This Midcentury Portland Home’s Transformation Took Nearly Five Years

Casey Keasler values ​​experiential learning. The founder of interior design firm Casework recently completed a nearly five-year renovation of her 1966 Portland, Oregon, home, which she affectionately calls the “Ranchalow” thanks to its ranch-meets-bungalow vibe. “I used the house as a bit of a testing ground,” the designer says. “Doing a lot of the work myself gave me a better understanding of the details and process, which strengthened the design as well as my relationships with vendors and tradespeople.”

In conceiving a design scheme for the 1,250-square-foot mid-century home that would suit her needs and reflect her personal style, Casey followed the same process as she does for all her clients. “We are very calculated as we develop the palette and vision, and always set three key phrases,” she explains. For her own home they are: “golden hour”—the warmth and glow of that really beautiful September sunshine; “easy like Sunday morning”—home as a usable, comfortable, laid-back respect; and “ranchalow”—a color and materials palette that harkens to midcentury ranch homes and 1920s Craftsman bungalows.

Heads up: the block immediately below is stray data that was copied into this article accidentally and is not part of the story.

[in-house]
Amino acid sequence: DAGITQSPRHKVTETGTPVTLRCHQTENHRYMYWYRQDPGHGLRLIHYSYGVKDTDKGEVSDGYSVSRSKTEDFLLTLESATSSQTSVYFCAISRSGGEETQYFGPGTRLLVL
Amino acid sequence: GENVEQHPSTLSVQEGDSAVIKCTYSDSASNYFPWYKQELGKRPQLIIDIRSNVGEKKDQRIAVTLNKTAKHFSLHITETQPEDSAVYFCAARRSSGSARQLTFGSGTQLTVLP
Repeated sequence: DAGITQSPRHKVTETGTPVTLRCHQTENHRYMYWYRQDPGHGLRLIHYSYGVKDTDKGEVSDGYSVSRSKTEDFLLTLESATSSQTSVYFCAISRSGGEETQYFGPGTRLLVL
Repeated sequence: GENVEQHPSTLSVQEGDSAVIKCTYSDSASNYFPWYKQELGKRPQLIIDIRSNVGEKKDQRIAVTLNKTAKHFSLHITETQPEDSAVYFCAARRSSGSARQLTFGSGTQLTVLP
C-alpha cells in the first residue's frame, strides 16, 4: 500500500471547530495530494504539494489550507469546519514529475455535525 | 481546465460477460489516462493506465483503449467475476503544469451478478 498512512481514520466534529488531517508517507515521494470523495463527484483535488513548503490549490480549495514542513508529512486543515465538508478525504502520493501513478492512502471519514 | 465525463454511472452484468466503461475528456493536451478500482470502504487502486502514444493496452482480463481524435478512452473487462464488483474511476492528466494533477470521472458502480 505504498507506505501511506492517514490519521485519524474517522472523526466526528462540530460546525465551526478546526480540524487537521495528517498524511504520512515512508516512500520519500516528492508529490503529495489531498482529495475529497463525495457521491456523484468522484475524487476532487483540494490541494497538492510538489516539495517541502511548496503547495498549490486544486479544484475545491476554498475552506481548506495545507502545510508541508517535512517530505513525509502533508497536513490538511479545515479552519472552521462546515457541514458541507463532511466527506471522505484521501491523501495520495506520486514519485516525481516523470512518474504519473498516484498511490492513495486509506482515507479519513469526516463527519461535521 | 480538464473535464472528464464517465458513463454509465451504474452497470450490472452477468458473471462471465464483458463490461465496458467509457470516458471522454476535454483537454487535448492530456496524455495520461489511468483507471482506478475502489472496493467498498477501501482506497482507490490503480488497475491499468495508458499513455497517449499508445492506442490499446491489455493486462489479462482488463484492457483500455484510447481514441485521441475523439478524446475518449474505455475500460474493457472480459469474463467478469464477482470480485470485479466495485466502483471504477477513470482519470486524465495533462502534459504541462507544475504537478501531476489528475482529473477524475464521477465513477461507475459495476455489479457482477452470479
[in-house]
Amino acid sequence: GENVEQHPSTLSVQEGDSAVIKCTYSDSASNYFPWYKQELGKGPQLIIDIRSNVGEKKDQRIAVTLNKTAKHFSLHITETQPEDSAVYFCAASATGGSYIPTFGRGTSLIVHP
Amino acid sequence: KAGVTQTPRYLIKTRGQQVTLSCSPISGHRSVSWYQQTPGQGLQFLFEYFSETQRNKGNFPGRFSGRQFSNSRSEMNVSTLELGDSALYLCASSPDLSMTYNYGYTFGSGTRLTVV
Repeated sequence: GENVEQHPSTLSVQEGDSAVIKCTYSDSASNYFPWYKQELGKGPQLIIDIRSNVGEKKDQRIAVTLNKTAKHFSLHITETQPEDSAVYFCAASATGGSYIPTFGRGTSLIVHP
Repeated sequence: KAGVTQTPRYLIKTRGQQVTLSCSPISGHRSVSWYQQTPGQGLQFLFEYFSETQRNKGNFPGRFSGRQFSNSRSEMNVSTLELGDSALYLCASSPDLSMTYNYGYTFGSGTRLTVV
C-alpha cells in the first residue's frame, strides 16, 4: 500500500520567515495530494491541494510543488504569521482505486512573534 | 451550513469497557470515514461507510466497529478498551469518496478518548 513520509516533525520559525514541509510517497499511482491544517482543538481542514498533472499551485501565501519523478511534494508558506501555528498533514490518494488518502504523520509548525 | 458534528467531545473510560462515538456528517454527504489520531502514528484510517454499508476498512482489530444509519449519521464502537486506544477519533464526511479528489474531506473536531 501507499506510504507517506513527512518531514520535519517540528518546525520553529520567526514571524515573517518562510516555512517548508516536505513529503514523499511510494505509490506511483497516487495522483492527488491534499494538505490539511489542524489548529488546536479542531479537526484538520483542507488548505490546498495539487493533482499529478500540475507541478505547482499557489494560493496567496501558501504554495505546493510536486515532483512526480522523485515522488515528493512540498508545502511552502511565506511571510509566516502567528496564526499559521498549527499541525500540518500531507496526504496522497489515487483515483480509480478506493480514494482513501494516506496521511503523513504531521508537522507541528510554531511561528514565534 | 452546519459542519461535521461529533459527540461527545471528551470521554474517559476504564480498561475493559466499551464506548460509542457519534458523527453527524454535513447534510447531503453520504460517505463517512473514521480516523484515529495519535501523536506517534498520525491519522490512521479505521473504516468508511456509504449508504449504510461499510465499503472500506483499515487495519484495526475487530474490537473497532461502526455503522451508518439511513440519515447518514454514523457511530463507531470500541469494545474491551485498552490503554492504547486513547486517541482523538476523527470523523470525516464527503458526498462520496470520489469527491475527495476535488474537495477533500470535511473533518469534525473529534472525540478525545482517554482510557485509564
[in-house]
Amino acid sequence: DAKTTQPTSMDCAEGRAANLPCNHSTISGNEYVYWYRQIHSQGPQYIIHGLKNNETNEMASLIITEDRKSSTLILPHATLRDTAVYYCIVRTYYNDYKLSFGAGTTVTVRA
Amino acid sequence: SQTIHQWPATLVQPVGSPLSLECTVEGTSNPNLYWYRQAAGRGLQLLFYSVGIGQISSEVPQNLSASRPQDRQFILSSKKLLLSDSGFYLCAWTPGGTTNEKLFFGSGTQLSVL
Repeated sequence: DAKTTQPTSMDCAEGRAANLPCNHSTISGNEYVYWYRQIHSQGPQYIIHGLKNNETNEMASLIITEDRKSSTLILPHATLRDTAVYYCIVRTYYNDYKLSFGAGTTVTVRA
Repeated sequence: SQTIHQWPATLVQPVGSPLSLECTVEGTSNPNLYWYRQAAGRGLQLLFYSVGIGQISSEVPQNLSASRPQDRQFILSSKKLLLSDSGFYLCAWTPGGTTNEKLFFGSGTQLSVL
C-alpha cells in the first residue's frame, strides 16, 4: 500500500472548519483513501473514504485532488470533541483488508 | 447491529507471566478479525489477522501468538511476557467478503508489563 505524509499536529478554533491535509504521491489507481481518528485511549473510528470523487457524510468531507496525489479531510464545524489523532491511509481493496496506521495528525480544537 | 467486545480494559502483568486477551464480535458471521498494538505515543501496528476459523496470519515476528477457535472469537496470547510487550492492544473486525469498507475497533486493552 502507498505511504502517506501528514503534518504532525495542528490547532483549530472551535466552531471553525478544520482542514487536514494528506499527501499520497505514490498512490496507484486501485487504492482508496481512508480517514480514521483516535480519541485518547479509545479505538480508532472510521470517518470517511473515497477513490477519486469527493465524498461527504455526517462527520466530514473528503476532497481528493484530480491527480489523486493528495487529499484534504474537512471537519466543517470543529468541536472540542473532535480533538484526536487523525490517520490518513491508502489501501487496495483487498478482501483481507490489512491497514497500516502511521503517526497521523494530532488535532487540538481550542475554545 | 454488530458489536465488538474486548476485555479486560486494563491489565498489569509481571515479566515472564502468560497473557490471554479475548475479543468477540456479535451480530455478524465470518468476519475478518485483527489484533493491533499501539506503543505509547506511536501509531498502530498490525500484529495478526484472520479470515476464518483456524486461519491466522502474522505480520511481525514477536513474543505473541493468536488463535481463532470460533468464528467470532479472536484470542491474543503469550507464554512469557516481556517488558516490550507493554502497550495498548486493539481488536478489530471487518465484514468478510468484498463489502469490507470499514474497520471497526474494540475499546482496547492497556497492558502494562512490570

AFTER: Casey acquired the block print-like botanical artwork by Strange Dirt, which is one of her favorite pieces, specifically for this space. The rug is neutral but textured so as not to overpower the wood tones and mustard-colored accents. The sectional sofa is from West Elm.

Upon entering the living space in the center of the one-story home, huge windows flood the front area with light, while the main seating area is tucked cozily within three walls—a perfect setup for a sectional and television plus shelving. “I have friends over a lot to hang out, play cards and board games, and watch movies,” the designer says.

AFTER: In the office, which Casey painted in Miller Paint’s Forest Walk, a dramatic lantern with a Japanese feel is a modern juxtaposition to the vintage English dining table that Casey uses as a desk. The designer did the gouache portraits of her dog, Izzy, that hangs between the colorful abstract works.

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